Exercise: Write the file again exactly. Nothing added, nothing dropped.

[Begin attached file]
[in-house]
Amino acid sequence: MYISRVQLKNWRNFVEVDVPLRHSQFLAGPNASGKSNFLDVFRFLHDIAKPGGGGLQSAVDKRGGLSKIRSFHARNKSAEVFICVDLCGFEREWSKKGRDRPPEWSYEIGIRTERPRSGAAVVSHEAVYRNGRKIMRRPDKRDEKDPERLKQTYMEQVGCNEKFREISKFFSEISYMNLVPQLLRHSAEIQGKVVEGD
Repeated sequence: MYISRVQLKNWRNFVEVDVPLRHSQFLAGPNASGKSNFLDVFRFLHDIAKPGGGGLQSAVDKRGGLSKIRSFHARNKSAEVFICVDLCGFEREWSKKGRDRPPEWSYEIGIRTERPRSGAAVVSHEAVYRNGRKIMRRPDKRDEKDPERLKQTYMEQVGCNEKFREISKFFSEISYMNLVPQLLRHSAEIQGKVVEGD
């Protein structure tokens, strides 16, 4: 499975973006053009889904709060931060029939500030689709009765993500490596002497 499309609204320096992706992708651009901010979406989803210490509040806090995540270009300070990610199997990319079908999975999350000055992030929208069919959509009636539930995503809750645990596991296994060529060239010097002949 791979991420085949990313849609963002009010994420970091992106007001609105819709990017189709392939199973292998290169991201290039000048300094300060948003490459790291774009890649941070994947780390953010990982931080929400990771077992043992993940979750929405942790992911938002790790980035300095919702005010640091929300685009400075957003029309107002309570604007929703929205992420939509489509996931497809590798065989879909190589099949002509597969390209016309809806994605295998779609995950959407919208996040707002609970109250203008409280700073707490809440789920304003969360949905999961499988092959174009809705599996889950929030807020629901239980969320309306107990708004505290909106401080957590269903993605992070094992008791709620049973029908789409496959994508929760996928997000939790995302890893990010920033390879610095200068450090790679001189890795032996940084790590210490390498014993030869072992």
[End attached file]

[in-house]
Amino acid sequence: MYISRVQLKNWRNFVEVDVPLRHSQFLAGPNASGKSNFLDVFRFLHDIAKPGGGGLQSAVDKRGGLSKIRSFHARNKSAEVFICVDLCGFEREWSKKGRDRPPEWSYEIGIRTERPRSGAAVVSHEAVYRNGRKIMRRPDKRDEKDPERLKQTYMEQVGCNEKFREISKFFSEISYMNLVPQLLRHSAEIQGKVVEGD
Repeated sequence: MYISRVQLKNWRNFVEVDVPLRHSQFLAGPNASGKSNFLDVFRFLHDIAKPGGGGLQSAVDKRGGLSKIRSFHARNKSAEVFICVDLCGFEREWSKKGRDRPPEWSYEIGIRTERPRSGAAVVSHEAVYRNGRKIMRRPDKRDEKDPERLKQTYMEQVGCNEKFREISKFFSEISYMNLVPQLLRHSAEIQGKVVEGD
């Protein structure tokens, strides 16, 4: 499975973006053009889904709060931060029939500030689709009765993500490596002497 499309609204320096992706992708651009901010979406989803210490509040806090995540270009300070990610199997990319079908999975999350000055992030929208069919959509009636539930995503809750645990596991296994060529060239010097002949 791979991420085949990313849609963002009010994420970091992106007001609105819709990017189709392939199973292998290169991201290039000048300094300060948003490459790291774009890649941070994947780390953010990982931080929400990771077992043992993940979750929405942790992911938002790790980035300095919702005010640091929300685009400075957003029309107002309570604007929703929205992420939509489509996931497809590798065989879909190589099949002509597969390209016309809806994605295998779609995950959407919208996040707002609970109250203008409280700073707490809440789920304003969360949905999961499988092959174009809705599996889950929030807020629901239980969320309306107990708004505290909106401080957590269903993605992070094992008791709620049973029908789409496959994508929760996928997000939790995302890893990010920033390879610095200068450090790679001189890795032996940084790590210490390498014993030869072992």